A TRADITIONAL police lantern outside a station in East Lothian will be recreated – just a few hundred feet from its original home.

Haddington Police Station, on Court Street, is re-locating to the town’s former courthouse in the next three years in a move which will see £1.4million of renovation work carried out.

And one of the first parts of the project to be given planning approval is the recreation of the iron lantern and archway outside the current station to its new front door.

The traditional blue lantern with the distinctive police-style checkerboard markings will move a few buildings to the east to its new home, along with a new cast-iron framework designed to replicate the original work.

The move, which required listed building consent for the Category B listed former court house, replaces original plans for a modern hanging ‘box’ sign which were withdrawn by Police Scotland amid concern it would not suit the historic character of the building.

The decision to copy the original signage and archway from the police station  has been given the go-ahead by East Lothian Council planners, who said it “would not appear as a harmfully prominent, intrusive or incongruous feature.”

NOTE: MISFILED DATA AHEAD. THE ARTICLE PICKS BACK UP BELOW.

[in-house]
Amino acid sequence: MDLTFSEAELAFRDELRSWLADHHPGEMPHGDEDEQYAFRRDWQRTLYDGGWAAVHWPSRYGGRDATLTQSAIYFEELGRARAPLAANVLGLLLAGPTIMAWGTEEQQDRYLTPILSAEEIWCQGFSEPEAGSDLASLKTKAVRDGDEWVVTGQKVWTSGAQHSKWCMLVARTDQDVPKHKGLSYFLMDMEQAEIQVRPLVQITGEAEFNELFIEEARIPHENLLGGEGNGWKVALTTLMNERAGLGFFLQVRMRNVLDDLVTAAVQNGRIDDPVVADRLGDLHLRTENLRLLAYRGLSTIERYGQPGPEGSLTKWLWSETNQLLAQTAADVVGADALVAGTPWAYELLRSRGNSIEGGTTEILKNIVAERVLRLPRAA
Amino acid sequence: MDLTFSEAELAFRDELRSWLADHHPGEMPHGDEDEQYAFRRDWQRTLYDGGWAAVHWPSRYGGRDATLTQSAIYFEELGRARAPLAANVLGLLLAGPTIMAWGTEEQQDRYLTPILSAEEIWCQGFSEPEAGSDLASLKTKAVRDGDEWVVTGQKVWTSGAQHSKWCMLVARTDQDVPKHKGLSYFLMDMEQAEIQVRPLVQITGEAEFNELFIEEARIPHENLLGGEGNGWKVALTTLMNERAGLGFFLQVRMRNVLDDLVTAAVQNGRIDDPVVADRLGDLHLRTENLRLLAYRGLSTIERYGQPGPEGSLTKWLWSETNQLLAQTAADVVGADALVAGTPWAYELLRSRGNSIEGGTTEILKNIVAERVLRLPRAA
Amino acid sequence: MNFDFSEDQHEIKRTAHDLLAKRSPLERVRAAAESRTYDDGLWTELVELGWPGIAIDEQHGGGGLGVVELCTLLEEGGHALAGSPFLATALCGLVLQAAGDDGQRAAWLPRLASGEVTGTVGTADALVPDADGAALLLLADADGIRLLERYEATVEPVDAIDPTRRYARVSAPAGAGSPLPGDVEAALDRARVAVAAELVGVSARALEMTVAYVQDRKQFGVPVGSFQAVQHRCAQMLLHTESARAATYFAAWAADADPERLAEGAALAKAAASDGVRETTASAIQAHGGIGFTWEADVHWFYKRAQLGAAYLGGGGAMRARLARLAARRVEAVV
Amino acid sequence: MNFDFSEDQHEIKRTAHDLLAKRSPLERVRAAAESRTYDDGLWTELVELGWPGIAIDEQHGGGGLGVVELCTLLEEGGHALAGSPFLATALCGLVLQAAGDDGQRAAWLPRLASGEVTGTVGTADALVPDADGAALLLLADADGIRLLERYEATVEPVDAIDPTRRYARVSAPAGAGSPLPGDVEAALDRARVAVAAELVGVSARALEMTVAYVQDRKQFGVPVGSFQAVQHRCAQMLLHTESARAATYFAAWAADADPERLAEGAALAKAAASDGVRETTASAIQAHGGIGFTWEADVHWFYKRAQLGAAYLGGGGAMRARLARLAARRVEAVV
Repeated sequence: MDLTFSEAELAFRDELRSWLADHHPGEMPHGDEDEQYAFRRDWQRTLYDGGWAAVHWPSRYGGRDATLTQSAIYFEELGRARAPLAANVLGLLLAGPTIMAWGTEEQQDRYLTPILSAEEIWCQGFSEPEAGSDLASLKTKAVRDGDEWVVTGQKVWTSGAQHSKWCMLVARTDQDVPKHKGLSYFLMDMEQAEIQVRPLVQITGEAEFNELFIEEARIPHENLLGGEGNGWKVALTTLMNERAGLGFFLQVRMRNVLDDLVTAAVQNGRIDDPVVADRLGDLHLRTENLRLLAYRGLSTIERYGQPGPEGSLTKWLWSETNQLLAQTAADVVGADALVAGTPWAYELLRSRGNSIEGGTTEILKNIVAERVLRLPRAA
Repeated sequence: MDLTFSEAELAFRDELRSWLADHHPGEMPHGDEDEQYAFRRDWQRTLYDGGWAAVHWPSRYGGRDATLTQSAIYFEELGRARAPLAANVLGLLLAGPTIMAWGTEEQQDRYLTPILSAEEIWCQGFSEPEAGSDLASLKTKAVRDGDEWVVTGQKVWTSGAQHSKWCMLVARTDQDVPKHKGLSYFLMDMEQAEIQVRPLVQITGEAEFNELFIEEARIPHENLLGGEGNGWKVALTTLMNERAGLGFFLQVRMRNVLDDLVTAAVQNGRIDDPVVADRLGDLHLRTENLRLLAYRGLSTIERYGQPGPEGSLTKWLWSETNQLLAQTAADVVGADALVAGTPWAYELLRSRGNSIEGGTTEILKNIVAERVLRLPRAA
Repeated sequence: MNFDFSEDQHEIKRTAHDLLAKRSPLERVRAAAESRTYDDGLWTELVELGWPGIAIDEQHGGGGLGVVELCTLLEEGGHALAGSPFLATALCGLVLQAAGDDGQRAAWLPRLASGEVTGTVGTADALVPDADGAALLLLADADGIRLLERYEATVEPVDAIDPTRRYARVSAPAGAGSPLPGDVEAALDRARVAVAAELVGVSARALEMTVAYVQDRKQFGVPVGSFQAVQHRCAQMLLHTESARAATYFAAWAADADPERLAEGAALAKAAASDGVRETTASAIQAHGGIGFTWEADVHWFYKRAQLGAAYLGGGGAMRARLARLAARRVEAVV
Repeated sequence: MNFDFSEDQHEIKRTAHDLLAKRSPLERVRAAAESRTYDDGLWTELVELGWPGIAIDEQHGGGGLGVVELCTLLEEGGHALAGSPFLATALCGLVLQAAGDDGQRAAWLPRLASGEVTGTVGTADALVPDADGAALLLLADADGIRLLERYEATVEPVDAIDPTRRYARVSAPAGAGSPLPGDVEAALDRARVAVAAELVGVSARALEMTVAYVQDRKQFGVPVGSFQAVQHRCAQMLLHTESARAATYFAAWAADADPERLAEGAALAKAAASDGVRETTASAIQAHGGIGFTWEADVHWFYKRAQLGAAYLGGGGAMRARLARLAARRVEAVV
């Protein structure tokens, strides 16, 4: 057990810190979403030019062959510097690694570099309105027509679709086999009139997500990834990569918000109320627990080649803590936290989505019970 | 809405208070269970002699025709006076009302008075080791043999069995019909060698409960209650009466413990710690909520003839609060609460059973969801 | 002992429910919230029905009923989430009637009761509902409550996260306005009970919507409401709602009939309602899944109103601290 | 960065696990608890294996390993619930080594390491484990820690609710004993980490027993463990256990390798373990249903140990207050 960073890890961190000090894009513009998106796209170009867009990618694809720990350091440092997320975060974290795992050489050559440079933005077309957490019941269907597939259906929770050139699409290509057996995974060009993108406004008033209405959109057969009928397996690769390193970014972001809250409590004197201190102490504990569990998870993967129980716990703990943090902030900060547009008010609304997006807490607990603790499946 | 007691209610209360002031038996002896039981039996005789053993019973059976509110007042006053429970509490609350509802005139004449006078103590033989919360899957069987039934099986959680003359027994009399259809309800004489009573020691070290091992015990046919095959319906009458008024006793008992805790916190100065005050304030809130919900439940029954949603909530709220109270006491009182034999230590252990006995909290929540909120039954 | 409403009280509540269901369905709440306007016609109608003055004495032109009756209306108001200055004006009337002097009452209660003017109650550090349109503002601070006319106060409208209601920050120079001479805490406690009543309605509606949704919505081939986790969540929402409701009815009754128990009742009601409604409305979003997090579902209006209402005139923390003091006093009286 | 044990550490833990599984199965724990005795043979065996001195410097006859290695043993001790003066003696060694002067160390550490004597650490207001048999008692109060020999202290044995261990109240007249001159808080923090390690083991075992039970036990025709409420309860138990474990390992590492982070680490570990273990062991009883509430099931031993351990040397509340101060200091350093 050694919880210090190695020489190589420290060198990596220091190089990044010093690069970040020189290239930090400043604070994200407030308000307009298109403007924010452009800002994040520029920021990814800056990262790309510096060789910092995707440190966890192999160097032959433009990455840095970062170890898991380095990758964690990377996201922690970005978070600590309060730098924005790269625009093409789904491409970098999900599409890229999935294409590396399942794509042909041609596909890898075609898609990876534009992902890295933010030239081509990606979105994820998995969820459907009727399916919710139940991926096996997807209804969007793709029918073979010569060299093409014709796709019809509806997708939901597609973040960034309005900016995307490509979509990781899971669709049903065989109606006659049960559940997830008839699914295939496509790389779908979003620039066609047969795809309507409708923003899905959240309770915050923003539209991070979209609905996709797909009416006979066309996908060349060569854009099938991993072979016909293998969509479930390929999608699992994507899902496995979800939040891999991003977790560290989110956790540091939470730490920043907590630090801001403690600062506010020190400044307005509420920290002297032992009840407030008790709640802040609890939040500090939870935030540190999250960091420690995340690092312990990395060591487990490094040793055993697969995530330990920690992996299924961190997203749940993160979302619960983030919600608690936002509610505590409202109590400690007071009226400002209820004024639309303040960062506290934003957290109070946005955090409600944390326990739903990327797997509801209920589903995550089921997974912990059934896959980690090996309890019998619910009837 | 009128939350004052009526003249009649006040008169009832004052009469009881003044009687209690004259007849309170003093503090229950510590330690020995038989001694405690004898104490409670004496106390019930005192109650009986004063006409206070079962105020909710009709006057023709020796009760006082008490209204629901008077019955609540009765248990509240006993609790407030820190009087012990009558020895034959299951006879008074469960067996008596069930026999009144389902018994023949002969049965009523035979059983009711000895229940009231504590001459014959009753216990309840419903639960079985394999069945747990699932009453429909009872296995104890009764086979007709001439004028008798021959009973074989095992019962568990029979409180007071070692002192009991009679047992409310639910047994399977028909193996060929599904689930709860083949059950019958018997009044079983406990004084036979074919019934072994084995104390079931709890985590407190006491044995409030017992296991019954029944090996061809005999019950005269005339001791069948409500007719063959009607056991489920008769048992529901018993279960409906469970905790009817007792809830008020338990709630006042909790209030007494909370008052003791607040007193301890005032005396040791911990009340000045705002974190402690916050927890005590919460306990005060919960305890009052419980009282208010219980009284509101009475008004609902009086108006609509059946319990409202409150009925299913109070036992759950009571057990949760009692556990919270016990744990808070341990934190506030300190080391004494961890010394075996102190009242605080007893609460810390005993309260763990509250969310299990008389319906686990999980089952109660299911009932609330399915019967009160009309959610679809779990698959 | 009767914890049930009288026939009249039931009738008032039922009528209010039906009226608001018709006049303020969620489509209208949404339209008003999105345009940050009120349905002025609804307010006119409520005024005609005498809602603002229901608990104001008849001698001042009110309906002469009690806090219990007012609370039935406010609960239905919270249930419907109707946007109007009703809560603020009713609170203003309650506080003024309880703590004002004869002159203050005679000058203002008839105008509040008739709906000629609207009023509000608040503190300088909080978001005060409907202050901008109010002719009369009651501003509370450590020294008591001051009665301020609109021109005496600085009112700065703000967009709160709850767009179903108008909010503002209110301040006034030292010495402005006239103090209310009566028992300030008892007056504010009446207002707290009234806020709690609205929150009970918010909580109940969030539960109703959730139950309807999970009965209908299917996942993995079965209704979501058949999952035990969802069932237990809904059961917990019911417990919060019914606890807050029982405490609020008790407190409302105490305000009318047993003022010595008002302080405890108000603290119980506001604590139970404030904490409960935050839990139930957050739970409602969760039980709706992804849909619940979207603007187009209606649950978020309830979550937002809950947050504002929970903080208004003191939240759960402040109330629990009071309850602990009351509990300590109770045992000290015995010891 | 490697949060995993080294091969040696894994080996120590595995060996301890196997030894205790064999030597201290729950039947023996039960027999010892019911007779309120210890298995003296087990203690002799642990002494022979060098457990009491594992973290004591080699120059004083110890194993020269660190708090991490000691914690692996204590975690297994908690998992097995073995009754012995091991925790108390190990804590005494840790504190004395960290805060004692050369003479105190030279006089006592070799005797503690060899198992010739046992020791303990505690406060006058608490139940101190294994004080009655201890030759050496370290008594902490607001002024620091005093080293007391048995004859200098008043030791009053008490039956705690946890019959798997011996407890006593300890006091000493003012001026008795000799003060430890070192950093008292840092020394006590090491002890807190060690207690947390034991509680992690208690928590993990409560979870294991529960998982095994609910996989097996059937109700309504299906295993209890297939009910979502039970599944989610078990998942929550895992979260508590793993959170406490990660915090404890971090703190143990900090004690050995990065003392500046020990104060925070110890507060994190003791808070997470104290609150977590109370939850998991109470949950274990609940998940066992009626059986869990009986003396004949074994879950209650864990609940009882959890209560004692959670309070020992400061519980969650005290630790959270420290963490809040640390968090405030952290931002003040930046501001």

East Lothian Provost John McMillan welcomed the decision which he said would keep continuity with the police station.

He said: “The council has worked with the police service agents to ensure that the lantern at the entrance of the existing police building is transferred to the new entrance on Court Street, to give continuity in the identification of the police station when it moves to its new location by retaining this familiar feature.

“I think it enhances the story of the old palace that was once there [where the court building now is] and reminds us of our traditions.”

Haddington Police Station opened in 1954 in Weston House, a Georgian house, on Court Street with the traditional lantern and ironwork placed outside.

In a quirk of fate, before moving to Weston House the local police superintendent had an office in the old county buildings where the courthouse is – and his officers were based in a shed at the back of the building.

East Lothian Council took ownership of the former court after it closed its doors in 2015 as hearings moved to Edinburgh.

Plans to move the police into the building alongside council services, to create a modern hub which will see closer collaboration between agencies and council services, are under way, with police expected to move in in 2022.

The former courthouse was built in 1833 and designed by architect William Burns.